What made this area a no-camping zone wasn’t because of anything hikers had done, but the surrounding town, Palmerton. While the Appalachian trail seems like a tour of the finest gems in the east, it also is home to littered highways, old backcountry trash dumps, and a Superfund site. The Superfund List is a special collection of lands devastated by pollution in a number of different ways. This Palmerton Superfund site was victim to nearly a century of Zinc Smelting that pumped clouds of heavy metals into the hills killing everything and loading down the water and soil with metals that are still there today. Around 1980 the EPA was nice enough to force the shutdown of the smelting plants in the local town and in 1982 forced the company to start rehabbing the land. 30 years later a considerable amount of Zinc is found everywhere leaving the water poisonous and the soil heavy with alien metals.
30 years later a considerable amount of Zinc is found everywhere leaving the water poisonous and the soil heavy with alien metals.
I was not unsettled in the slightest by the fact we were walking through a pollution site but rather the contrast with the previous 250 miles. I’d been seeing Japanese Stilt Grass everyday since Northern Virginia that was choking everything else around the trail corridor. All of a sudden this revegetated and planted Superfund site was completely devoid of invasive species. Actually I don’t think I saw more healthy looking vegetation in a 5 mile stretch on the trail. Shimmering Aspen stood as an army on the hill side showing the difference of the leaves with Kelly green tops and silver bottoms that look like water in the summer breeze. Native grasses, sedges, bushes, everything that stilt grass had been fighting and winning against was there and thriving. It was beautiful.
Before you suggest injecting massive amounts of Zinc everywhere as a fertilizer I’d suggest taking a step back. It wasn’t the pollution that was helping each plant but the fact a company was heavily fined and held accountable for the damage. When very profitable companies are fined and a gun is held to their heads to fix something the result is can be quiet nice. More money had been put into managing this area in the past 20 years than the rest of the AT in the state.
Where most of the state and the trail in general are on public lands that have virtually no funding to manage vegetation correctly, the trail is falling victim to invasive plant species and over impact. Thus problems get worse over the years with very little accountability and a workforce repeatedly slashed by budget cuts.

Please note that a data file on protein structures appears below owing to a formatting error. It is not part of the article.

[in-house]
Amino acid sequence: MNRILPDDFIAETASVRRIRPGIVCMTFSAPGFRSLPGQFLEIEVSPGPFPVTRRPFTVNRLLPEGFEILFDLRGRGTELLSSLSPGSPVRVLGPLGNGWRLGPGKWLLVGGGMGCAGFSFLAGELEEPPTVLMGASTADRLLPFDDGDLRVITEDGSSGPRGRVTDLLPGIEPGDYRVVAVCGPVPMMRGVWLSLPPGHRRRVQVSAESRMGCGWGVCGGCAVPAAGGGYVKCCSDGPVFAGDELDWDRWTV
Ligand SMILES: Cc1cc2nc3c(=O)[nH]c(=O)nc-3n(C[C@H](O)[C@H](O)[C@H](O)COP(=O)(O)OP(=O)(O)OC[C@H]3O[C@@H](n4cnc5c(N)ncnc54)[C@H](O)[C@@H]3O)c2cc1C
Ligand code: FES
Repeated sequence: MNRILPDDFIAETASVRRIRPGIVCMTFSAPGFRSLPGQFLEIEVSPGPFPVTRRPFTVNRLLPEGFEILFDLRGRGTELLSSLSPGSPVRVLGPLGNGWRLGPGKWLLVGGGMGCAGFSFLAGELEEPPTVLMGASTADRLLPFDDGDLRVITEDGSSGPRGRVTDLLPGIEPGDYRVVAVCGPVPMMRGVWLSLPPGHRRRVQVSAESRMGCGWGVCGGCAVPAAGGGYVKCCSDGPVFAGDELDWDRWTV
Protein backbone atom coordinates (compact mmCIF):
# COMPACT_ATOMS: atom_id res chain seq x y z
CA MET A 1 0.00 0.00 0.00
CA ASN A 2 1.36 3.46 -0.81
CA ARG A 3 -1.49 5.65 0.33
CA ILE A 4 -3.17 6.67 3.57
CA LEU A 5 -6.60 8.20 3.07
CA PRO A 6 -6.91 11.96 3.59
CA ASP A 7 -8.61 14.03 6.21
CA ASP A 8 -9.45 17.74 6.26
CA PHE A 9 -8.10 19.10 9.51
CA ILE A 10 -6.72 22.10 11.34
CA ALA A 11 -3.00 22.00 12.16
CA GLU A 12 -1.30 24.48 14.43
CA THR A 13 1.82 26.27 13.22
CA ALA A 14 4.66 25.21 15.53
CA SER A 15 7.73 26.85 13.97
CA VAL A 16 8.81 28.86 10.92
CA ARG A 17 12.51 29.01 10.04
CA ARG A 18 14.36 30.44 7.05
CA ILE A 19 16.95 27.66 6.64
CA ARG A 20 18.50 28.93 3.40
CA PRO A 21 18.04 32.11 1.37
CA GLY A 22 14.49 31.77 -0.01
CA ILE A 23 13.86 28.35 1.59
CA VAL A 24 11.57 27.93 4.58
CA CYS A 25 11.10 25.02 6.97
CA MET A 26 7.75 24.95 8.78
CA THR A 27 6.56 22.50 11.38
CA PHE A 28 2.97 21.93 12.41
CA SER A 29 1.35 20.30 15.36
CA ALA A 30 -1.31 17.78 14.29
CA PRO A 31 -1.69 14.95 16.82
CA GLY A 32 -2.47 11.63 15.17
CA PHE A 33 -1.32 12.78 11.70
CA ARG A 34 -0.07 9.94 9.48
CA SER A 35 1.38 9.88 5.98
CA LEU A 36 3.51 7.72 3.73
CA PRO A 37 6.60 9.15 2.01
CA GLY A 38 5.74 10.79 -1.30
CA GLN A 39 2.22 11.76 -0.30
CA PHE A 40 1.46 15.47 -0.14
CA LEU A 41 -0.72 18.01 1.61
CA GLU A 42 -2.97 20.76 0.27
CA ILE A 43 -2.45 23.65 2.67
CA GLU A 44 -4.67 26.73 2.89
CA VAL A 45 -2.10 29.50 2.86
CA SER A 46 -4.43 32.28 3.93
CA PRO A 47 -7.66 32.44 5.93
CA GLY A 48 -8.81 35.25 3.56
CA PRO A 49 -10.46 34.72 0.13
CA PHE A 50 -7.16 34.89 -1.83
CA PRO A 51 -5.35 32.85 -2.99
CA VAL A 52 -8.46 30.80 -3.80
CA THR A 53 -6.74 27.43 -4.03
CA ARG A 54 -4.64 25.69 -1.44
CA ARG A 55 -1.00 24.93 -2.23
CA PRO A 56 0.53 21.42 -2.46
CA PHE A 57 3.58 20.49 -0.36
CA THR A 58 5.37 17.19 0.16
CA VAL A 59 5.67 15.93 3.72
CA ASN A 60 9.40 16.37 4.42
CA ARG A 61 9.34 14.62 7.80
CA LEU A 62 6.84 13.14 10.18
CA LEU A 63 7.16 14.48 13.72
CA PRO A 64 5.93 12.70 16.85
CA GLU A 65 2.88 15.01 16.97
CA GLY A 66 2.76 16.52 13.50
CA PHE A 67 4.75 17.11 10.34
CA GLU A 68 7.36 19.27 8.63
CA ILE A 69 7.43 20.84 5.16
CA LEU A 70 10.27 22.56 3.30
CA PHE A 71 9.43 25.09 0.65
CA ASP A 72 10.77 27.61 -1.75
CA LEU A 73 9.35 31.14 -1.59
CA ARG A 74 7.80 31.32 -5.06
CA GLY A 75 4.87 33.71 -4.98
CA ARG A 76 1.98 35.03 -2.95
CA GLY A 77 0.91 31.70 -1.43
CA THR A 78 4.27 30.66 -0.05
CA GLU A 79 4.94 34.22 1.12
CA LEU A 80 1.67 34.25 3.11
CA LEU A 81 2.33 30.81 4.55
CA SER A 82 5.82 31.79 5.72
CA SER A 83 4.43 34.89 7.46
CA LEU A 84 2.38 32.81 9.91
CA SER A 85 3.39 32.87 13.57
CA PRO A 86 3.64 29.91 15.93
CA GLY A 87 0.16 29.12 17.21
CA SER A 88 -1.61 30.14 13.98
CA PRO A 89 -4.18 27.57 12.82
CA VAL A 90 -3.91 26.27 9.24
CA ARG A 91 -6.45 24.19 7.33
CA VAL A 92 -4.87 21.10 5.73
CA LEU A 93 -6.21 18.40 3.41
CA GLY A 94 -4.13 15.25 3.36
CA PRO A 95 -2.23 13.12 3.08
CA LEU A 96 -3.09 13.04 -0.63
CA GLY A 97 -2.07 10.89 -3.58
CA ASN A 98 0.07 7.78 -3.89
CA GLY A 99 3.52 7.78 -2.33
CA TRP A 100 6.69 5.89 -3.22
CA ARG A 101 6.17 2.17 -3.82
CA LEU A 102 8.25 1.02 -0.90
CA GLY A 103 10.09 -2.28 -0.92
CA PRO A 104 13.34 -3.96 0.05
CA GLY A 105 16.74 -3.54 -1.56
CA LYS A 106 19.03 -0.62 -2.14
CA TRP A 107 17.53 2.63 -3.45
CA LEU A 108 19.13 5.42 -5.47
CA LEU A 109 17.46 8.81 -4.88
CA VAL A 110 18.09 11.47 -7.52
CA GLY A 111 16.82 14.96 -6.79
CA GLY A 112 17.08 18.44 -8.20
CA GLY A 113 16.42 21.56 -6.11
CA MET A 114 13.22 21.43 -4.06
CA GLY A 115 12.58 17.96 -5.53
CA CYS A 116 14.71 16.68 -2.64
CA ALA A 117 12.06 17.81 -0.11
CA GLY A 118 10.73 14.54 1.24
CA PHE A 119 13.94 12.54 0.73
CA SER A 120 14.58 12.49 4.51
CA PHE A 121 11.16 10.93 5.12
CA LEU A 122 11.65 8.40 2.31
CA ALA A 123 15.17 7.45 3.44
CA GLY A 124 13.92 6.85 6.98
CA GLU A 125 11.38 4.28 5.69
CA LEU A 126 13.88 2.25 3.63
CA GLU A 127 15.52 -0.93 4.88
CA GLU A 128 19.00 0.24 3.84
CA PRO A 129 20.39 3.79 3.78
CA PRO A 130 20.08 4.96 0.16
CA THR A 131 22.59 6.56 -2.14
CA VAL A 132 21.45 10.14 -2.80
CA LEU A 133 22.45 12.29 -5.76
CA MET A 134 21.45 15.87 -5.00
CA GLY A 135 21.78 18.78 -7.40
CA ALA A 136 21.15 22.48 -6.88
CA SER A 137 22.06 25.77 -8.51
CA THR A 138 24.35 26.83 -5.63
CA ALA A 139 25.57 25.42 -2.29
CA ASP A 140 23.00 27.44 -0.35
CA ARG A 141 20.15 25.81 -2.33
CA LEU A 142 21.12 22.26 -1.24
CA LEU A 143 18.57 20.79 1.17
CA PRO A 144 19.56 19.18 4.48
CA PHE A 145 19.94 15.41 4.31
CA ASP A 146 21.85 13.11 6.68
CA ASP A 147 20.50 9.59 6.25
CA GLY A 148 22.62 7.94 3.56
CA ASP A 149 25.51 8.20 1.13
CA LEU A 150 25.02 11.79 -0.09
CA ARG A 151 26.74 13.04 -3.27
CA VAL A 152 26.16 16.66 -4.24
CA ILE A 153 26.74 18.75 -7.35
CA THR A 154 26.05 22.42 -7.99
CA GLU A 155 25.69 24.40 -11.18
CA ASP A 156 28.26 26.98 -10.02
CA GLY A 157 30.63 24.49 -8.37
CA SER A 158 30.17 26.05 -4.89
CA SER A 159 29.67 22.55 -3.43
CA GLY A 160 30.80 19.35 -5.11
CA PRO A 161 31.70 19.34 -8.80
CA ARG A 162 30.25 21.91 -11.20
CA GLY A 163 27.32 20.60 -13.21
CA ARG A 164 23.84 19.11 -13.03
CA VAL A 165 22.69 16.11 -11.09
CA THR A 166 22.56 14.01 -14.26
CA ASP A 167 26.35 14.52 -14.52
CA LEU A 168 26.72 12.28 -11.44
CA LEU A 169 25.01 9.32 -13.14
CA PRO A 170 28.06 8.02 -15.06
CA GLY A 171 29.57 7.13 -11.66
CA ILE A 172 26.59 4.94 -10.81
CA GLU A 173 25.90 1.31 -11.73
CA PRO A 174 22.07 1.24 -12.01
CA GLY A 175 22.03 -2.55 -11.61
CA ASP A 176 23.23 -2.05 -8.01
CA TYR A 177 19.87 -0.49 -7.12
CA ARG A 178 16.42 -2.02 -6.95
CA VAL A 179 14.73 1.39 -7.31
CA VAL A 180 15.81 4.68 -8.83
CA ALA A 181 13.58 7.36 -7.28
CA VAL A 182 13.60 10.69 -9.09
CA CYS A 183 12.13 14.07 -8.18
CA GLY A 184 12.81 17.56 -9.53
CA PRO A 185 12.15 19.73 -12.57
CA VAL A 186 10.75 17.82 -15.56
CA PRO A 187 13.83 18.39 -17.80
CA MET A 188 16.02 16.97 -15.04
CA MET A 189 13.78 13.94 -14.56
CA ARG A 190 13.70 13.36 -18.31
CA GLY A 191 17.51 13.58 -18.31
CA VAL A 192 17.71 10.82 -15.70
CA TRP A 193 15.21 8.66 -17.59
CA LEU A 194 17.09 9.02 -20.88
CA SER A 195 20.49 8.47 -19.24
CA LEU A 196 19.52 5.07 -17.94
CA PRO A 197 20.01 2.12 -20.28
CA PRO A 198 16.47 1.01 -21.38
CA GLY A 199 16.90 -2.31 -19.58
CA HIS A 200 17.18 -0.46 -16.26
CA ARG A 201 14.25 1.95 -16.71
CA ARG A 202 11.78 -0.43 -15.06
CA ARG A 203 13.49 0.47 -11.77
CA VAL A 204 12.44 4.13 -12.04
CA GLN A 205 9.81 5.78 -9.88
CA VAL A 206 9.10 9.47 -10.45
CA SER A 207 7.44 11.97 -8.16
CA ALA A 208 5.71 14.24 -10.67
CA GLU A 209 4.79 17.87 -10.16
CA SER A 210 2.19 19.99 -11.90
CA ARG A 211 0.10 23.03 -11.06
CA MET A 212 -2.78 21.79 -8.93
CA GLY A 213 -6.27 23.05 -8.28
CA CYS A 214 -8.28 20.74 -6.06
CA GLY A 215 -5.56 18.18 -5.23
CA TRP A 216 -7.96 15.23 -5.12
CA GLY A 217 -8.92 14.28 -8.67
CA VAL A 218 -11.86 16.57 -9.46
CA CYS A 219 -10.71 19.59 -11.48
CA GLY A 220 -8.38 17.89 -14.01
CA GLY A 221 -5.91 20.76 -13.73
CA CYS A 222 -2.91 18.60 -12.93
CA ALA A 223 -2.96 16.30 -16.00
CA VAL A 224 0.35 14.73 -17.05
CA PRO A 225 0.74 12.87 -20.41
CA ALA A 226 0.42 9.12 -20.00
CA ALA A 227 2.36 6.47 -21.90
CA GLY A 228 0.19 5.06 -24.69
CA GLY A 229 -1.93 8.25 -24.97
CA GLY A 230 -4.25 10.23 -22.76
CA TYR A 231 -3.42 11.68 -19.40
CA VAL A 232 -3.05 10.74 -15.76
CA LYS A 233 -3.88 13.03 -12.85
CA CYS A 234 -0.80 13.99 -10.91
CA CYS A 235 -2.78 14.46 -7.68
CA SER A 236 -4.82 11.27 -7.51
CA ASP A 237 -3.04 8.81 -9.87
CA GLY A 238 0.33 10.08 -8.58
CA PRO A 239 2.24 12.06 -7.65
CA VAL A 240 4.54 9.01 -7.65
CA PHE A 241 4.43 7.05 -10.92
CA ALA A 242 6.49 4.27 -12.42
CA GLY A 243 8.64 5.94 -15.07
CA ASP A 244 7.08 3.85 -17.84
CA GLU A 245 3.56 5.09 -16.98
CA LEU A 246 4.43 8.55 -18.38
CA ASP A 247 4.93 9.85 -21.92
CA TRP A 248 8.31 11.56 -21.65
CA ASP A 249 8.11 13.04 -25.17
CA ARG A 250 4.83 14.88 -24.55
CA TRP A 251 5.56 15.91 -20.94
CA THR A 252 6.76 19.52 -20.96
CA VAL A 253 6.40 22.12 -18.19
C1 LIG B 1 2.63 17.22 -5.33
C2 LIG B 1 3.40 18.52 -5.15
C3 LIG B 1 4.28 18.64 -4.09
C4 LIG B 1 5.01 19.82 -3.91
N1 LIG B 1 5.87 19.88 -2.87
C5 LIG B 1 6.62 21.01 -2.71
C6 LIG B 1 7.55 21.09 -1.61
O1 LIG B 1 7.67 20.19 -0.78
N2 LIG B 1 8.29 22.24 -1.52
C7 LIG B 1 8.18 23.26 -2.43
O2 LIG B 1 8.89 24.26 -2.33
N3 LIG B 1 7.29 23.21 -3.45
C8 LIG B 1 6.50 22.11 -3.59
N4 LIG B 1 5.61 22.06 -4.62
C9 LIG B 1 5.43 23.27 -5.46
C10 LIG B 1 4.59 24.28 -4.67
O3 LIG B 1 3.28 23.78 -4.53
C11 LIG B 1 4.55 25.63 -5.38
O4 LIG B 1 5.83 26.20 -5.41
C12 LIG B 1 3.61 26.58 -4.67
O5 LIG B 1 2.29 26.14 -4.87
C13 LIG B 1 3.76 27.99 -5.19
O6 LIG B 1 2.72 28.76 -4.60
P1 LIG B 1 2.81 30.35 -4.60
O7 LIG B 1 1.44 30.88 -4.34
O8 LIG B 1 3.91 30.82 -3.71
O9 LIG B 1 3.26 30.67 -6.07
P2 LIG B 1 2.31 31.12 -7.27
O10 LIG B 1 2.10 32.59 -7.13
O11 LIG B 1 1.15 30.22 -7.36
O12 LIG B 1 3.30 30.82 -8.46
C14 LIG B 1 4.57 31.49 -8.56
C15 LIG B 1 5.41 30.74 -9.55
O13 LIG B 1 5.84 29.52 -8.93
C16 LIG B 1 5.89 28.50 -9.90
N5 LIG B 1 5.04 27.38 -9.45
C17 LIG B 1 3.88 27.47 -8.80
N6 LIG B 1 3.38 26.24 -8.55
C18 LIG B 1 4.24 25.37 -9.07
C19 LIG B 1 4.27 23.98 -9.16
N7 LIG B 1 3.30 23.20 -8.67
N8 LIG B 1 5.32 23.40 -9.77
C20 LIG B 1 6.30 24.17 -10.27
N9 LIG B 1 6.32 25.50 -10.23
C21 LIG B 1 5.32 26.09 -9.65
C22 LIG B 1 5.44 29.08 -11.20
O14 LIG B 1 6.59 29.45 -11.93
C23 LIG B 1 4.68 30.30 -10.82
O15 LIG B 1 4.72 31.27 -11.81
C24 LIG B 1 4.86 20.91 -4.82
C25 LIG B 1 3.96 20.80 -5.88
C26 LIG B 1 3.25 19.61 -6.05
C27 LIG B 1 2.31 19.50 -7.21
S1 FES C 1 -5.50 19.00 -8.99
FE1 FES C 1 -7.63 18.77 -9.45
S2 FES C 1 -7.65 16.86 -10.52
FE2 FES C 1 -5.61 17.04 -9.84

When I first moved out of my parent’s house my standards for cleanliness lacked. If I spilled a beer I had all day to clean it up if I even wanted to. The previous 18 years of my life if I spilled a drink in my parents home I cleaned it up immediately because I was actually accountable and faced real consequences. The Palmerton site benefited from forcing management onto the hill sides of Pennsylvania. Luckily enough the EPA held some authority at the time and the result is a model for rehabilitating our public lands in the state.
The start of the Superfund site was aggressive hiking but absolutely fantastic trail. Where most of the trail is hiking, this pushed towards climbing. Rambo and I crossed over the Lehigh River and highway PA 145 to find out we shouldn’t be walking on the Appalachian Trail.
As we go into the site we fixed trekking poles to our backs because we had more vertical movement to do than horizontal. Hand over hand in Pennsylvania rocks feels so bad ass with your life on your back and adventure in your heart. The trail wasn’t super easy to follow but we didn’t have as much trouble as others. About halfway up we saw a cockier hiker traversing a hundred feet off trail. He left camp a half an hour before us after asking us what had taken us so long to get to Pennsylvania. He was lucky we called him over and showed him the real trail before he spent the day scrambling in a polluted playground.
We topped out to amazing views after half an hour and a bit of a photo shoot on a cool yet very easy climbing move.
Moving through the superfund site was utterly unforgettable. The hills were so surprisingly alive even to the point that it taunted us. I spotted a large patch of delicious looking blackberries that could not be touched. It took way too much strength to abstain from the certainly delicious yet zinc infused delicacies. I caught numerous hikers gorging on the poisonous berries with no worries about the long term affects. Mixing stubbornness with hunger makes for hikers feasting on poison if it tastes good enough. I assume the tumors wouldn’t appear until long after the hike.
Snuggles, Caboose, Rambo and I got to the North side of the Superfund site before 11 and pushed hard. We decided to pitch a 22 miler to make up for the 11 mile day yesterday and camp behind a hiker friendly restaurant in Wind Gap, Pennsylvania. It was ambitious but you should have learned by now that the goals that end in food are always completed.
Around 7pm we strolled into Wind Gap and straight to the BeerStein. There were already tents set up out back in a large field and even mobile showering trailers. Seems that this was a popular spot to spend the night because about 20 hikers were inside crushing pitchers and pizza. It was as nice a place as ever to sleep and after a big day, its easy to convince yourself you’ve earned a town feast (stop me if you’ve heard this before). I ate until I ached, drank around a fire out back, and fell asleep 200 feet away from a gas station in the middle of town. Noting beats first class homelessness.